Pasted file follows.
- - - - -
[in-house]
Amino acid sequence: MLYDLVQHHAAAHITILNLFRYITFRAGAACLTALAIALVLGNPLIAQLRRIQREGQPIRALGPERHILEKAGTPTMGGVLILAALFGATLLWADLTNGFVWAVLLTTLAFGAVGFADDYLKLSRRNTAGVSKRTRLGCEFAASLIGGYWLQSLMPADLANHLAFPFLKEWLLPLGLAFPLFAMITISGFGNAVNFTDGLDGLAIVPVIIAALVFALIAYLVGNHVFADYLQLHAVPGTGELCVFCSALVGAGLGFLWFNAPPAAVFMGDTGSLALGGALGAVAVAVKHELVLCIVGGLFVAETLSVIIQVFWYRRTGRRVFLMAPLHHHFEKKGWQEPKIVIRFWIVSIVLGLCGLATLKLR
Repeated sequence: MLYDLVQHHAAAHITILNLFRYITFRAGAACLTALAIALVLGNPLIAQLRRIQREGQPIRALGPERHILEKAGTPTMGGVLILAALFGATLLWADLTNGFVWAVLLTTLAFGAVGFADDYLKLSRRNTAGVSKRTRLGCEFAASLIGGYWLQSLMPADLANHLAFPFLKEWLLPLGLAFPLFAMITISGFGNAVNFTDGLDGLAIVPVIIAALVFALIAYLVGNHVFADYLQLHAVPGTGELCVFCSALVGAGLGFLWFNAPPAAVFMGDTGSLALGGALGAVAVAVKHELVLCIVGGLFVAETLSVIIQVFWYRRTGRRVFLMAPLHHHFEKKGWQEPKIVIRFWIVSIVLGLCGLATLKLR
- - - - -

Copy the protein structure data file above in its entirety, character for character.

[in-house]
Amino acid sequence: MLYDLVQHHAAAHITILNLFRYITFRAGAACLTALAIALVLGNPLIAQLRRIQREGQPIRALGPERHILEKAGTPTMGGVLILAALFGATLLWADLTNGFVWAVLLTTLAFGAVGFADDYLKLSRRNTAGVSKRTRLGCEFAASLIGGYWLQSLMPADLANHLAFPFLKEWLLPLGLAFPLFAMITISGFGNAVNFTDGLDGLAIVPVIIAALVFALIAYLVGNHVFADYLQLHAVPGTGELCVFCSALVGAGLGFLWFNAPPAAVFMGDTGSLALGGALGAVAVAVKHELVLCIVGGLFVAETLSVIIQVFWYRRTGRRVFLMAPLHHHFEKKGWQEPKIVIRFWIVSIVLGLCGLATLKLR
Repeated sequence: MLYDLVQHHAAAHITILNLFRYITFRAGAACLTALAIALVLGNPLIAQLRRIQREGQPIRALGPERHILEKAGTPTMGGVLILAALFGATLLWADLTNGFVWAVLLTTLAFGAVGFADDYLKLSRRNTAGVSKRTRLGCEFAASLIGGYWLQSLMPADLANHLAFPFLKEWLLPLGLAFPLFAMITISGFGNAVNFTDGLDGLAIVPVIIAALVFALIAYLVGNHVFADYLQLHAVPGTGELCVFCSALVGAGLGFLWFNAPPAAVFMGDTGSLALGGALGAVAVAVKHELVLCIVGGLFVAETLSVIIQVFWYRRTGRRVFLMAPLHHHFEKKGWQEPKIVIRFWIVSIVLGLCGLATLKLR